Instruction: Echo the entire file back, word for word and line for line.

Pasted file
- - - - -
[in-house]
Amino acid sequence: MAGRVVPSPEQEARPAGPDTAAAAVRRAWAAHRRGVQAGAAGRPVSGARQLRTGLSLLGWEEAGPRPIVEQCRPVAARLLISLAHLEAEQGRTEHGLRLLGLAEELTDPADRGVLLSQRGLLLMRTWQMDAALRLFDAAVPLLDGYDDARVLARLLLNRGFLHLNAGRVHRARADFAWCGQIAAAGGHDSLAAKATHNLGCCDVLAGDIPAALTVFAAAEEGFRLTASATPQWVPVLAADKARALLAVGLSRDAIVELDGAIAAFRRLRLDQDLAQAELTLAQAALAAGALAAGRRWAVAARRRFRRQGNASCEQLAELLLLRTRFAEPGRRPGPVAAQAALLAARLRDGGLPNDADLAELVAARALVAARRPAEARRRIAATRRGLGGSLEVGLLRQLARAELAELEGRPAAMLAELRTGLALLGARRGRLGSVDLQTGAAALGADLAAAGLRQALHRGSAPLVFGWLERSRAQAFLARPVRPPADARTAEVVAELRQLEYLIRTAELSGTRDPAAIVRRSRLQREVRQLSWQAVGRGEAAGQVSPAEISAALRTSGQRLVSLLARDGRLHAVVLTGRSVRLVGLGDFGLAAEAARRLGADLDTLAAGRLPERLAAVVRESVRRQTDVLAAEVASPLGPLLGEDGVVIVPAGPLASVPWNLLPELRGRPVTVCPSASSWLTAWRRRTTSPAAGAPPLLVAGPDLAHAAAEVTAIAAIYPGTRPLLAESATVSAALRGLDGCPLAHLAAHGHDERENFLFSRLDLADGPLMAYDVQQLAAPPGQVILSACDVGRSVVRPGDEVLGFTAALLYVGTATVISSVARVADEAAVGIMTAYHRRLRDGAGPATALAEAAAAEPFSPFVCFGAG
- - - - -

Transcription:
[in-house]
Amino acid sequence: MAGRVVPSPEQEARPAGPDTAAAAVRRAWAAHRRGVQAGAAGRPVSGARQLRTGLSLLGWEEAGPRPIVEQCRPVAARLLISLAHLEAEQGRTEHGLRLLGLAEELTDPADRGVLLSQRGLLLMRTWQMDAALRLFDAAVPLLDGYDDARVLARLLLNRGFLHLNAGRVHRARADFAWCGQIAAAGGHDSLAAKATHNLGCCDVLAGDIPAALTVFAAAEEGFRLTASATPQWVPVLAADKARALLAVGLSRDAIVELDGAIAAFRRLRLDQDLAQAELTLAQAALAAGALAAGRRWAVAARRRFRRQGNASCEQLAELLLLRTRFAEPGRRPGPVAAQAALLAARLRDGGLPNDADLAELVAARALVAARRPAEARRRIAATRRGLGGSLEVGLLRQLARAELAELEGRPAAMLAELRTGLALLGARRGRLGSVDLQTGAAALGADLAAAGLRQALHRGSAPLVFGWLERSRAQAFLARPVRPPADARTAEVVAELRQLEYLIRTAELSGTRDPAAIVRRSRLQREVRQLSWQAVGRGEAAGQVSPAEISAALRTSGQRLVSLLARDGRLHAVVLTGRSVRLVGLGDFGLAAEAARRLGADLDTLAAGRLPERLAAVVRESVRRQTDVLAAEVASPLGPLLGEDGVVIVPAGPLASVPWNLLPELRGRPVTVCPSASSWLTAWRRRTTSPAAGAPPLLVAGPDLAHAAAEVTAIAAIYPGTRPLLAESATVSAALRGLDGCPLAHLAAHGHDERENFLFSRLDLADGPLMAYDVQQLAAPPGQVILSACDVGRSVVRPGDEVLGFTAALLYVGTATVISSVARVADEAAVGIMTAYHRRLRDGAGPATALAEAAAAEPFSPFVCFGAG